With a spotlight on gender mainstreaming in agribusiness a team from the AAIN Secretariat has held two sessions with eight young CEOs of eight youth-led companies from Ghana, Nigeria and Kenya at Guzakuza, a member incubator of AAIN.
The half-day session was hosted at the incubator facility in Accra, Ghana focusing on cross-cutting issues and investment opportunities.
The host, Nana Adjoa Sifa who is the initiator of the Guzakuza incubator referred to the role of the young women as timely given their attachment to the incubator and partners.
“Through incubation we have seen the ideas grow and we are looking forward to even more growth, working with AAIN. Currently there is good progress in residential training, coaching and mentorship as guided by the incubation model,” she said.
The basis of the discussions was echoed in the remarks by Florence Taylor the AAIN Membership Manager who took the leaders through the AAIN Core investment Areas, among them, the Engagement of Women and Youth in Investment and Trade.
Jointly, the young job creators expressed their appreciation of the incubation model and also called for further support from more partners in the ecosystem.
Dr Alex Ariho the AAIN CEO represented AAIN in pledging stronger partnership to foster the creation of more jobs and wealth in the three countries and beyond, noting that this would be of continental benefit.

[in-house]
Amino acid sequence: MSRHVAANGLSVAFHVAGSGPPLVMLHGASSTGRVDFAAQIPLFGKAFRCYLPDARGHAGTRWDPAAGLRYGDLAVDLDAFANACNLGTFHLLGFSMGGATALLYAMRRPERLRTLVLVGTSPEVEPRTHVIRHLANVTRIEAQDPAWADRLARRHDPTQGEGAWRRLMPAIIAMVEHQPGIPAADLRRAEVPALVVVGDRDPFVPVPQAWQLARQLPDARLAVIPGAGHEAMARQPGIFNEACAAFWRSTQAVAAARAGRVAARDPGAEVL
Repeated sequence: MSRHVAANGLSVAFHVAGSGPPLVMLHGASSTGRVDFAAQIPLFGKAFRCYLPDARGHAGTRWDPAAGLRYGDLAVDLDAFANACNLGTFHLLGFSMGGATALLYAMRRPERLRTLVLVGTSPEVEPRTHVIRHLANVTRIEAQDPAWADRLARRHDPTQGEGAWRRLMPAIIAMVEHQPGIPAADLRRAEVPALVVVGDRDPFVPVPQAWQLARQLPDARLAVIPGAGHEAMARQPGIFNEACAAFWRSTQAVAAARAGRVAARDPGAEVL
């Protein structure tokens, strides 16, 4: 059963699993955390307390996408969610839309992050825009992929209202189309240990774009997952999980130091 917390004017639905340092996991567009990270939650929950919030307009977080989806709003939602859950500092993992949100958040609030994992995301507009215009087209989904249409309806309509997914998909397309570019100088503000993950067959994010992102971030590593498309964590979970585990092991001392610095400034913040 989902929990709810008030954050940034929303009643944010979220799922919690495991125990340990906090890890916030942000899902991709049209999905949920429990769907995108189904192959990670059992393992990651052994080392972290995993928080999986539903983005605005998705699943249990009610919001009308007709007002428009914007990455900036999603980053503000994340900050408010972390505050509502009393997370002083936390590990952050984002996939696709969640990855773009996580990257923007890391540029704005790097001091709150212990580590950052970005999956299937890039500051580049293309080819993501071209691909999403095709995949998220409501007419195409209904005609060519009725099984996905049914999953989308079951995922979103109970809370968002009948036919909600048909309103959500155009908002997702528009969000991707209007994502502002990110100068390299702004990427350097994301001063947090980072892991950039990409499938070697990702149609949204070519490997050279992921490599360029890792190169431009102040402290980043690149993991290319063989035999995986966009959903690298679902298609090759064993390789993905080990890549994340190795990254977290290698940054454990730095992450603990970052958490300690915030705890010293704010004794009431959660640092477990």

“With the value chains of Shear Butter, Yam, honey and the integration of ICT as well as schools that you have chosen as leaders, we will continue to support you and also bring the concept of the Small Scale Agribusiness Incubator Hubs nearer to you to benefit the youth you represent and more,” he said.
In the second session with the youth leaders and CEOs earlier today, the AAIN team and Guzakuza were joined by Stephanie Gallatova from the FAO who was on a visit to the secretariat.
Gallatova, hinted on the fact that the engagement of more women and youth in agribusiness, through incubation will indeed take Africa further.
“It is indeed inspirational to see young people taking their own initiative to set up businesses especially for young women and youth. There are incredible opportunities in the agribusiness sector particularly in Africa that you have embraced,” she noted.
The FAO’s Stephanie Gallatova (back row 3rd from left) with AAIN staff and the youth leaders (in black tee-shirts) after the second session. She was on a visit to the Incubator of Incubators Center of Excellence (AAIN Secretariat).
Gallatova also highlighted the FAO’s focus on agribusiness as a key priority area in addressing the high rate of youth unemployment in Africa and hinted on agribusiness incubation as a vital means of boosting entrepreneurship and business skills.
She called on the youth leaders build resilience in the face of challenges that arise in running agribusinesses due to the high-risk nature of the sector, climate change and fluctuating commodity prices rather than avoiding the challenges.
The FAO has continued to support agribusiness incubation in Africa as a means of improving livelihoods and fighting unemployment and has among other interventions supported capacity building and needs assessment of AAIN-affiliated mentors and incubators this year.
The work of the FAO in promoting sustainable agriculture is guided by five FAO Principles of Sustainable Agriculture, the third of which states, “Food and Agriculture that fails to protect and improve rural livelihoods, equity and social well-being is unsustainable.”